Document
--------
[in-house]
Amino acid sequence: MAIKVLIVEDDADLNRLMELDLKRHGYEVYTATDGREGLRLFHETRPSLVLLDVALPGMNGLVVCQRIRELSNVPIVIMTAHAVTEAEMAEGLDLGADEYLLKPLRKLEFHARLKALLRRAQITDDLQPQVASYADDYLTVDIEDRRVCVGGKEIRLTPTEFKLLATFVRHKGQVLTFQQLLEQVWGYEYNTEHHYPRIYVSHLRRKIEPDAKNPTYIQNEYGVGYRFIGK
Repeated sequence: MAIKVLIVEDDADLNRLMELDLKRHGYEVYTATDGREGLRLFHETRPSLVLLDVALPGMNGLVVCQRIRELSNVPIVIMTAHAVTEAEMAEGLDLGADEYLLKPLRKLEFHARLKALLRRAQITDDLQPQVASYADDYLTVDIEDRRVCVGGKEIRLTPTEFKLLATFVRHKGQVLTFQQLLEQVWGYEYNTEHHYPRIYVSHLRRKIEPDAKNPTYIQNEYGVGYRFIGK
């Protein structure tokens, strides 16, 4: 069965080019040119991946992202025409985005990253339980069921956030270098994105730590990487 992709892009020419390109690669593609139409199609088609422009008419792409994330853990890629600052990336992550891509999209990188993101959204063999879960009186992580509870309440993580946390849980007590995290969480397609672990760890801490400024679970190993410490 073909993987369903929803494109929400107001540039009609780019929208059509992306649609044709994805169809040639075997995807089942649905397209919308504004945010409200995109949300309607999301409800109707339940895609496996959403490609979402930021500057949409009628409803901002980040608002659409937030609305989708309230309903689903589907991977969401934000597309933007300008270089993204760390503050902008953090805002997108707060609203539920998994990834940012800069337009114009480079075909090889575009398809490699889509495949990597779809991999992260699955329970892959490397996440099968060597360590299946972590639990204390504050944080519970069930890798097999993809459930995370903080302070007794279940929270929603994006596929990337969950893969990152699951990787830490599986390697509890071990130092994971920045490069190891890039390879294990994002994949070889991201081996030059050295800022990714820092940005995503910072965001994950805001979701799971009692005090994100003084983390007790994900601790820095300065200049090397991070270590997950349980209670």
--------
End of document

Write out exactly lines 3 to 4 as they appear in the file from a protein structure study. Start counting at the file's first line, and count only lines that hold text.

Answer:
Repeated sequence: MAIKVLIVEDDADLNRLMELDLKRHGYEVYTATDGREGLRLFHETRPSLVLLDVALPGMNGLVVCQRIRELSNVPIVIMTAHAVTEAEMAEGLDLGADEYLLKPLRKLEFHARLKALLRRAQITDDLQPQVASYADDYLTVDIEDRRVCVGGKEIRLTPTEFKLLATFVRHKGQVLTFQQLLEQVWGYEYNTEHHYPRIYVSHLRRKIEPDAKNPTYIQNEYGVGYRFIGK
């Protein structure tokens, strides 16, 4: 069965080019040119991946992202025409985005990253339980069921956030270098994105730590990487 992709892009020419390109690669593609139409199609088609422009008419792409994330853990890629600052990336992550891509999209990188993101959204063999879960009186992580509870309440993580946390849980007590995290969480397609672990760890801490400024679970190993410490 073909993987369903929803494109929400107001540039009609780019929208059509992306649609044709994805169809040639075997995807089942649905397209919308504004945010409200995109949300309607999301409800109707339940895609496996959403490609979402930021500057949409009628409803901002980040608002659409937030609305989708309230309903689903589907991977969401934000597309933007300008270089993204760390503050902008953090805002997108707060609203539920998994990834940012800069337009114009480079075909090889575009398809490699889509495949990597779809991999992260699955329970892959490397996440099968060597360590299946972590639990204390504050944080519970069930890798097999993809459930995370903080302070007794279940929270929603994006596929990337969950893969990152699951990787830490599986390697509890071990130092994971920045490069190891890039390879294990994002994949070889991201081996030059050295800022990714820092940005995503910072965001994950805001979701799971009692005090994100003084983390007790994900601790820095300065200049090397991070270590997950349980209670």